On the small screen, Vince Gilligan’s Breaking Bad keeps on giving in Season 4 (the latest to reach these shores, though 5 has already screened in the US). Off the back of this, the great Bryan Cranston is starting to get supporting roles in Hollywood thrillers (Argo, Drive), but no mere movie could hope to give an actor a canvas as broad as this on which to chart the incremental corruption of a decent everyman, step by agonising step. And we’re with him every inch of the way.

Most bizarre encounter: An impromptu, interpreter-less dinner with Alexander Zeldovich to discuss his plan to make a London answer to La dolce vita as his follow-up to the extraordinary Target (Mishen).

Barbara Wurm
Critic, Berlin

Miguel Gomes

Now, how long did it take to finally be able to say “sooooooooooo cool” again … without the slightest embarrassment?

Za Marksa
Svetlana Baskova, Russia

A largely undiscovered marvel from largely undiscovered contemporary Russia’s political left: the rein(ter)vention of the workers’ unions (film clubs). Stubborn, Brechtian, tragic. 

Florentina Hubaldo, CTE
Lav Diaz

Chronic traumatic encephalopathy (CTE) – Lav Diaz’s ode to poverty (the magic of melancholia, even on HD). A commitment.

Che Sau (Motorway)
Soi Cheang, Hong Kong

One fast and straightforward trip into the realm of genre cinema. Tyres, determination, mastery. Call us fetishists. We like it.

differently, Mollusia (anders, Mollusien)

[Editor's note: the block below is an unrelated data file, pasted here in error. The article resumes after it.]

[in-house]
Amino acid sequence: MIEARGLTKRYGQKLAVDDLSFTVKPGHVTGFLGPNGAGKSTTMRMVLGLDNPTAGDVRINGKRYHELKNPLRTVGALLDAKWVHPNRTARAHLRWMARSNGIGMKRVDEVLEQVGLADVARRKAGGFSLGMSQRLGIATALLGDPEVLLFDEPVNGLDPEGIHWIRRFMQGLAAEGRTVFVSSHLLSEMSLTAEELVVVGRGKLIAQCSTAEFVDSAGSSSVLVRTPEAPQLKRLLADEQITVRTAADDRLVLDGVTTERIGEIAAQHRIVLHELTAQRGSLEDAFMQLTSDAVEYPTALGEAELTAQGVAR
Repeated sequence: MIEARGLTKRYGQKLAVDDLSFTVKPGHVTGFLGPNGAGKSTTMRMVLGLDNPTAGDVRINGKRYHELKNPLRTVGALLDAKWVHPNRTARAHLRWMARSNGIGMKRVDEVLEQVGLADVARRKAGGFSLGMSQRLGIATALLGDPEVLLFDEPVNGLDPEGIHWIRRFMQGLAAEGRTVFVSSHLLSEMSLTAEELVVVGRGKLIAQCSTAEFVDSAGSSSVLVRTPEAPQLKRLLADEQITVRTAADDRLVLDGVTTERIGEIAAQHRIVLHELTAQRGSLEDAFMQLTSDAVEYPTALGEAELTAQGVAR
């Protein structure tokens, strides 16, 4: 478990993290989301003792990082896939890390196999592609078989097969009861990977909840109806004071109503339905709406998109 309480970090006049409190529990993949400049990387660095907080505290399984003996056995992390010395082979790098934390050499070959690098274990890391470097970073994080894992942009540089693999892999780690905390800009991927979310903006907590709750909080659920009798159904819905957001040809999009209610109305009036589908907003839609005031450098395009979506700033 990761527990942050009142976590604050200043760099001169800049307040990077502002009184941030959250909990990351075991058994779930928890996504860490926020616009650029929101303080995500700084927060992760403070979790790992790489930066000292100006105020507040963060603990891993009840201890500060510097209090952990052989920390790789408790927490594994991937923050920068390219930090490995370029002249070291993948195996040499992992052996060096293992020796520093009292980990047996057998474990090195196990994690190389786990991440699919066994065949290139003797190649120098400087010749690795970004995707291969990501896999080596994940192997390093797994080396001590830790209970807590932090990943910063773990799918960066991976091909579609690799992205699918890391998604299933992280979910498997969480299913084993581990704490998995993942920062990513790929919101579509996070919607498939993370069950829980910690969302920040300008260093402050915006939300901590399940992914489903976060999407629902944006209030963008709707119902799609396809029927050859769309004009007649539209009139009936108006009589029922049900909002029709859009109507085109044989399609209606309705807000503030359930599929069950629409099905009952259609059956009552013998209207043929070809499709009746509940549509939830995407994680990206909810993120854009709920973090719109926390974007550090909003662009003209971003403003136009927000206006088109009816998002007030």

Nicolas Rey

I have seen it three times. I still haven’t seen it. But what I saw came in layers of intelligence and beauty.


Call it revival, call it encounter. My personal highlight very undoubtedly was Peter van Bagh – and all the films he brought with him to the IFFR, including his AV-TV-lecture-essay-orgy Faaraoiden maa (Land of the Pharaohs), his educative love story Helsinki, Forever and one big masterpiece in film history, Mikko Niskanen’s Kahdeksan Surmanluotia (Eight Deadly Shots). Peter is visionary in every sense of the word.

Rotterdam was especially special this year anyway (did I mention the fun part: Fuk Fuk à Brasileria!?). The Viennale was special, too. “My name is Miguel Gomes, I am filmmaker, but who cares anyway? The guy that matters, it’s called Manuel Mozos.” Well, I told you that no one is ever cooler than Miguel. Certainly not Manuel, which again doesn’t matter at all, since basically all the Portuguese treasures he chose, above all Trás-Os-Montes by António Reis, brought insight and light to this gloomy world of theirs (and ours).